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Race, Place, and Popular Music in the United States, 1865-2006
AMST 330
Spring 2008 not offered
Crosslisting: HIST 329, MUSC 297

By definition, we find popular music everywhere - it infiltrates our psyche, triggering memories and expectations, generating moods and anxieties, even predicting when "a change is gonna come." It can serve as a means of self-identification, pleasure, and style for some, as well as frighten and alienate others. Music has also functioned as an immensely profitable component of the popular culture apparatus in the last century; it generated windfall profits for a few record labels and corporations while it carved up genres, sanitized the singers it supported, and excluded the voices of the rest. Finally, popular music is meant to be ephemeral, designed for the moment, and easily disposable (err, replaceable) once consumed. In this class, through the lenses of cultural historians, we will examine the racial, cultural, regional, gender, and social politics of several American popular musics. In those terms, how do we glean historical significance in the practice of music, and how did people make meaning of it in the past? How do race and place affect the crafting and the meaning of music in the United States, and how, in turn, are conceptions of race and place altered by music? Delving into the fascinating history of American popular music, we will critically examine the historical significance of music among and within several specific individuals, communities, and locations - from hillbilly bands in Detroit to African American-owned labels in the peak of Jim Crow to American Indian country and opera singers on the rez to blackface minstrels in the nation's capital.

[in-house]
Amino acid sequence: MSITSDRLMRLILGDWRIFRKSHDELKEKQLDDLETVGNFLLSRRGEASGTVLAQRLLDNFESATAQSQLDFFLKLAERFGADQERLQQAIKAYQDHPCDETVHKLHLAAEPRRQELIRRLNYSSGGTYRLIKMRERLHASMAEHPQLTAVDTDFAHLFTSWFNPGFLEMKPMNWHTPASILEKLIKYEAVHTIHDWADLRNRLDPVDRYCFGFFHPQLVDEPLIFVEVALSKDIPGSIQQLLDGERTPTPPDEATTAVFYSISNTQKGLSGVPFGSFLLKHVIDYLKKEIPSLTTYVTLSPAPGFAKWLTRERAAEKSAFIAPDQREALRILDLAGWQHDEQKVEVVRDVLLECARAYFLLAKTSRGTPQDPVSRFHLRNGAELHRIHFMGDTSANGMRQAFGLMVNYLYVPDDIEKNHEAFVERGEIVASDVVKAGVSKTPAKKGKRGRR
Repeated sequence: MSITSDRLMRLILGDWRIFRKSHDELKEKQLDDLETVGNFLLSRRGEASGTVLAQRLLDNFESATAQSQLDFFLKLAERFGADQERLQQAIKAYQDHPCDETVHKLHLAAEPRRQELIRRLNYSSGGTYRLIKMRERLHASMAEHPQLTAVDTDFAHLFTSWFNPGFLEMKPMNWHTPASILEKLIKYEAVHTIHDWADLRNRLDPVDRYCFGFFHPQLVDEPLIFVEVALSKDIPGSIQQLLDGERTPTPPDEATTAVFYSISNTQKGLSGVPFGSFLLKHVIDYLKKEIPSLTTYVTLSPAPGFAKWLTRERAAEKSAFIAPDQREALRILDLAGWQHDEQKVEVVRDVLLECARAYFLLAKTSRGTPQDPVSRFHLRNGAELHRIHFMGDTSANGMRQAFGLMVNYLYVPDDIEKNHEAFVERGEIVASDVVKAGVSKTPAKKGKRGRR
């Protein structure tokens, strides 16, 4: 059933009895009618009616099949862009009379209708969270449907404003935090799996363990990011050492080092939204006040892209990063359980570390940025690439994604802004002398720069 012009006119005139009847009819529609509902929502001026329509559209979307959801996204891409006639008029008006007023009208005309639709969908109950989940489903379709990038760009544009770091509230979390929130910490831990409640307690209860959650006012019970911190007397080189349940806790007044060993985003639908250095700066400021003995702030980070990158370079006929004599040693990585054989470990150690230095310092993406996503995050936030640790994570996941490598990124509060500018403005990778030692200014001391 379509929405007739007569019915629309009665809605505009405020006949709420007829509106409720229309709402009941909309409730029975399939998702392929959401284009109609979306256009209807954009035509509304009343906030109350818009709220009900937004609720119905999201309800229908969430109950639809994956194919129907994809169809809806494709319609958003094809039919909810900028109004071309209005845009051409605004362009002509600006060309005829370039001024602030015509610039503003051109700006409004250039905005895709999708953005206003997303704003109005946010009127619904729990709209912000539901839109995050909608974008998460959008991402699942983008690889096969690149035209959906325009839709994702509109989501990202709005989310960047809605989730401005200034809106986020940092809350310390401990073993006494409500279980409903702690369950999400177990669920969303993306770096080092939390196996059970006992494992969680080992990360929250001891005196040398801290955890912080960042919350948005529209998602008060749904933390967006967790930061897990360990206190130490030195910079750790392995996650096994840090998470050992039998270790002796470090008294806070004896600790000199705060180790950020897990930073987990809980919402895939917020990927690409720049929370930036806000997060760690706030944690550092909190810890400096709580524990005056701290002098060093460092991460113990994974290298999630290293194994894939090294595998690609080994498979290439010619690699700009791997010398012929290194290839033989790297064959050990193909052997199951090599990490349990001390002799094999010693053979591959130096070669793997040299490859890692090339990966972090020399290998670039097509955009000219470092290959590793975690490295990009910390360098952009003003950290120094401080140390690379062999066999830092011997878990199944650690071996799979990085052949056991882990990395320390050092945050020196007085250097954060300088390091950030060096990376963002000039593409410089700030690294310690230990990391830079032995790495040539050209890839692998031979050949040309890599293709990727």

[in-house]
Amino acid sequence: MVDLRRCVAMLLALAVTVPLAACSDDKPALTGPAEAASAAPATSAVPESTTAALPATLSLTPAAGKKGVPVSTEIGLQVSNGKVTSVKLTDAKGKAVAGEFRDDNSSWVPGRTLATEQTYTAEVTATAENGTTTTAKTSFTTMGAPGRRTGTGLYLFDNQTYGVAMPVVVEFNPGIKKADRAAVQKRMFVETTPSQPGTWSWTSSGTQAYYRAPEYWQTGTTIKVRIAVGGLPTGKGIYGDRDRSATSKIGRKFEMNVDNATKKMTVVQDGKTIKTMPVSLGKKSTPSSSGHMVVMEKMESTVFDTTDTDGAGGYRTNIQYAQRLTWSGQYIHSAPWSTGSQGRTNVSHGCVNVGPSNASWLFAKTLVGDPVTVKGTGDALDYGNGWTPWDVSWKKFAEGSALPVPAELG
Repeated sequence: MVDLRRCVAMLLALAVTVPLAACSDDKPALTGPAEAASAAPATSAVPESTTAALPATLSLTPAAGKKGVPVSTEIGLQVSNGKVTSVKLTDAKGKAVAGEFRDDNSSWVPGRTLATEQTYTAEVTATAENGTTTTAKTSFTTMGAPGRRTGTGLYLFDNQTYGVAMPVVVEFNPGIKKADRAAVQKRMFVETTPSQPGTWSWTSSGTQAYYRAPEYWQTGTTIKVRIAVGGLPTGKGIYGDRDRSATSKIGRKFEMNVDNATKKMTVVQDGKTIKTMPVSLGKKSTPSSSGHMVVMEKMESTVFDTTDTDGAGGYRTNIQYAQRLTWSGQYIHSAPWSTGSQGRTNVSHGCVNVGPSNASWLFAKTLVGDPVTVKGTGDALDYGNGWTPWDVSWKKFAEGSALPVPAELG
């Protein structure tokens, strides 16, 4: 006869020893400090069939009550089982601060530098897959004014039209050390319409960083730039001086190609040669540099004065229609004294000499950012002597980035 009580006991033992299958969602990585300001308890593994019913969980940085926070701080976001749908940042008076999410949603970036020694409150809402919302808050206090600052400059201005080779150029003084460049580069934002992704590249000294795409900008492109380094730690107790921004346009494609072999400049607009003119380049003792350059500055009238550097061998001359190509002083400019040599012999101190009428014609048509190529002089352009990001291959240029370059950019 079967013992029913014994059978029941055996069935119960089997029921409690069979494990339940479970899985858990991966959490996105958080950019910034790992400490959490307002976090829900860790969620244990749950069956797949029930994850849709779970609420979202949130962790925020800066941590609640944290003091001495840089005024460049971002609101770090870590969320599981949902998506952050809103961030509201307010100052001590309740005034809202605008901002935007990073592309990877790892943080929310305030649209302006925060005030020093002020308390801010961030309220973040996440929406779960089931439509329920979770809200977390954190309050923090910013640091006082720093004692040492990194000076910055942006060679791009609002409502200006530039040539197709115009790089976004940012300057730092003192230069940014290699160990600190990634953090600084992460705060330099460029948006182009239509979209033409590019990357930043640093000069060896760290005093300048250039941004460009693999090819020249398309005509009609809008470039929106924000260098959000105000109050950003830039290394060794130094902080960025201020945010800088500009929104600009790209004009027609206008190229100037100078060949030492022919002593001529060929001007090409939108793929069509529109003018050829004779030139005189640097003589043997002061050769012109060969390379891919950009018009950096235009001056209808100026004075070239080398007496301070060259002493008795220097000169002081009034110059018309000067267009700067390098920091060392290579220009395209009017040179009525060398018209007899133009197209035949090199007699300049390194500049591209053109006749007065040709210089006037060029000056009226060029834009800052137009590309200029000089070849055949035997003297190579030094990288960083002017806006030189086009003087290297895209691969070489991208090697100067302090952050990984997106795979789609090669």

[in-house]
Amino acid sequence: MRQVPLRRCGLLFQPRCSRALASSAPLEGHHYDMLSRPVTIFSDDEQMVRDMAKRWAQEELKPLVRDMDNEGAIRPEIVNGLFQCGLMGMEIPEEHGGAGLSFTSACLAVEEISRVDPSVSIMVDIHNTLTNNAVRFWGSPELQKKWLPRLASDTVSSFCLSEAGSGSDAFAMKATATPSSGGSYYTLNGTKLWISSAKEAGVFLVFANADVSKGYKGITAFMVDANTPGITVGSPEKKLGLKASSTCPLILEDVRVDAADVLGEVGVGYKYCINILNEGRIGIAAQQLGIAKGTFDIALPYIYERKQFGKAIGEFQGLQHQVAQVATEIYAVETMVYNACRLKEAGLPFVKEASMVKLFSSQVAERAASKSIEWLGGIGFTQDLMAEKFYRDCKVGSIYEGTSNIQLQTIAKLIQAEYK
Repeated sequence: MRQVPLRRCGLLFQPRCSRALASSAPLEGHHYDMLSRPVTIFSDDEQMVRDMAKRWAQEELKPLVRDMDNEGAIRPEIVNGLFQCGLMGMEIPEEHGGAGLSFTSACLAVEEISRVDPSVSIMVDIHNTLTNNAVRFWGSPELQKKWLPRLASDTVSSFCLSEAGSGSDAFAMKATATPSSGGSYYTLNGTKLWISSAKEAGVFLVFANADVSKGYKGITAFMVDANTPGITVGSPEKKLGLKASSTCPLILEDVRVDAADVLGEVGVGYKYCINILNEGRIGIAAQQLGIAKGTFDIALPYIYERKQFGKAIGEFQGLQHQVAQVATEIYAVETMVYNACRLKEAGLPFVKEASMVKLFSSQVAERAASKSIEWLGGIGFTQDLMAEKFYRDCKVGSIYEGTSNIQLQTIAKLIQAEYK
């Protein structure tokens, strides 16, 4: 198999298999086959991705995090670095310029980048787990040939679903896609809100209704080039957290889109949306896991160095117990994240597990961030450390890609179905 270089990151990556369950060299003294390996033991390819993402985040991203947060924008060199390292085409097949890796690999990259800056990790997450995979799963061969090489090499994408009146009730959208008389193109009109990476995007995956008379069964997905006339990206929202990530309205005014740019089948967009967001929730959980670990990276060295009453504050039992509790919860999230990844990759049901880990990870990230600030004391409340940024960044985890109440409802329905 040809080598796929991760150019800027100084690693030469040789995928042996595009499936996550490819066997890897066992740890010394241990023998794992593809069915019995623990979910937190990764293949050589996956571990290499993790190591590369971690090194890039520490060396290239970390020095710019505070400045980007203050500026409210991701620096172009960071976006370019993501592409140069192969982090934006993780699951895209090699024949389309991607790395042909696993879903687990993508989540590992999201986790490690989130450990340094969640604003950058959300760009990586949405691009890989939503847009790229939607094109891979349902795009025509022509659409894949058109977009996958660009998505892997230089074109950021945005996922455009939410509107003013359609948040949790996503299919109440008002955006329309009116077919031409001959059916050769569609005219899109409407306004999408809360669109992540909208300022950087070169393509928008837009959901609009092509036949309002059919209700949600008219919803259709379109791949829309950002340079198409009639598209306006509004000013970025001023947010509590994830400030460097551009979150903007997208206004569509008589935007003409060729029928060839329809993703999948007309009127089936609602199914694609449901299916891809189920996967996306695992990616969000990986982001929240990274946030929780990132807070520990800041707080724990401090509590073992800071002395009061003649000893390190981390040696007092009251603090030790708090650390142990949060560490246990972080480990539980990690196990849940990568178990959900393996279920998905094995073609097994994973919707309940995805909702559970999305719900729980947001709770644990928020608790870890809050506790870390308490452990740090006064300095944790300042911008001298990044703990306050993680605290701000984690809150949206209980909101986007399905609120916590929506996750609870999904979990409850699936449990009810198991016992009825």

Essential Capabilities: None
Credit: 1 Gen Ed Area Dept: SBS AMST
Course Format: SeminarGrading Mode: Graded
Level: UGRD Prerequisites: None
Fulfills a Major Requirement for: None

Last Updated on JUL-22-2024
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